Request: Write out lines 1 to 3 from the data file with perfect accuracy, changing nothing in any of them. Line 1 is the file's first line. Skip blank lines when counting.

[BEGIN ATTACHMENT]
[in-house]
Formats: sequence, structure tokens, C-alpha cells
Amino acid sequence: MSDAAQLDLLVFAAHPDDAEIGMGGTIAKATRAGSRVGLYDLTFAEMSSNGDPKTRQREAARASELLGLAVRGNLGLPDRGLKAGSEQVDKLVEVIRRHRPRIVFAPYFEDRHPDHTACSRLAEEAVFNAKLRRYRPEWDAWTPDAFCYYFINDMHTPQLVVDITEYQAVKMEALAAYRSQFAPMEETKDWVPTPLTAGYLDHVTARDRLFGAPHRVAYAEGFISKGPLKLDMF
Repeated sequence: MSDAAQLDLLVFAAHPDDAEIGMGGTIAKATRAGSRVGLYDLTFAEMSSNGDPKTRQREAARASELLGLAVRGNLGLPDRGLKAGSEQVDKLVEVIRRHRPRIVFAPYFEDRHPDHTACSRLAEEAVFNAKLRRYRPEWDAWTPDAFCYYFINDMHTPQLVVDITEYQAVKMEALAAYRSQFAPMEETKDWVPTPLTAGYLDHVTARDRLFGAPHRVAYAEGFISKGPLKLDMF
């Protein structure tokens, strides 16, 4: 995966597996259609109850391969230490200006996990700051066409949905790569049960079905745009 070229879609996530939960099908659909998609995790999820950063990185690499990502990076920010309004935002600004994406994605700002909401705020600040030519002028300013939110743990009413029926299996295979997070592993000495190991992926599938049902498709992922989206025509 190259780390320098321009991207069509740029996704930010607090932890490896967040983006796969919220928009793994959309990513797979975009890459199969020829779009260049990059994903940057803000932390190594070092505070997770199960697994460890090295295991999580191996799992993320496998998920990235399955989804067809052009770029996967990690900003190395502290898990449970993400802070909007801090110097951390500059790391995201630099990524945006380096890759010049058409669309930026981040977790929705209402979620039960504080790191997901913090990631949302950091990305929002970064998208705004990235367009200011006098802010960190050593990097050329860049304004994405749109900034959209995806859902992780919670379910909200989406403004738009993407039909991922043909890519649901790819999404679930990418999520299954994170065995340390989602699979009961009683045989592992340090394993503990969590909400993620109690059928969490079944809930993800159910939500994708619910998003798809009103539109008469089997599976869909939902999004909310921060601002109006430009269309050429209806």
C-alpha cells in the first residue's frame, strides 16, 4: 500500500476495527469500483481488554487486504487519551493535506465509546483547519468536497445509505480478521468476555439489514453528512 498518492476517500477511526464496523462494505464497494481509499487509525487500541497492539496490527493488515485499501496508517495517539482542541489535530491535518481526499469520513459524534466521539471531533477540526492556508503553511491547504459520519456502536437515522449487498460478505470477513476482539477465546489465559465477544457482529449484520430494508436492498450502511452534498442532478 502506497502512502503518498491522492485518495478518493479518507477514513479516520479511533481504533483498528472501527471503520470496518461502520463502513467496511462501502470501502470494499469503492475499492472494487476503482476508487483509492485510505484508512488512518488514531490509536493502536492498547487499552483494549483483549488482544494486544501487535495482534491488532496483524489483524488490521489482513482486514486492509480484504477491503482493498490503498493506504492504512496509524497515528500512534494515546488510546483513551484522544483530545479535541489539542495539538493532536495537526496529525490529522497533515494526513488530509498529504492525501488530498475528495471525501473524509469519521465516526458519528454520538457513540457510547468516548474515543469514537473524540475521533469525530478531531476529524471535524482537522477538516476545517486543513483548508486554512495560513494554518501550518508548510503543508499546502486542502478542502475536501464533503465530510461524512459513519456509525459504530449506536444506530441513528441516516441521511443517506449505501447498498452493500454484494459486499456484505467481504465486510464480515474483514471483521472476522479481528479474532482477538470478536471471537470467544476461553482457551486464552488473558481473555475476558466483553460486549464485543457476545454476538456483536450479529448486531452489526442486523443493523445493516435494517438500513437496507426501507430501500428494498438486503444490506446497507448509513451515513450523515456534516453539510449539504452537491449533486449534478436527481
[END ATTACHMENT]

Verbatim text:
[in-house]
Formats: sequence, structure tokens, C-alpha cells
Amino acid sequence: MSDAAQLDLLVFAAHPDDAEIGMGGTIAKATRAGSRVGLYDLTFAEMSSNGDPKTRQREAARASELLGLAVRGNLGLPDRGLKAGSEQVDKLVEVIRRHRPRIVFAPYFEDRHPDHTACSRLAEEAVFNAKLRRYRPEWDAWTPDAFCYYFINDMHTPQLVVDITEYQAVKMEALAAYRSQFAPMEETKDWVPTPLTAGYLDHVTARDRLFGAPHRVAYAEGFISKGPLKLDMF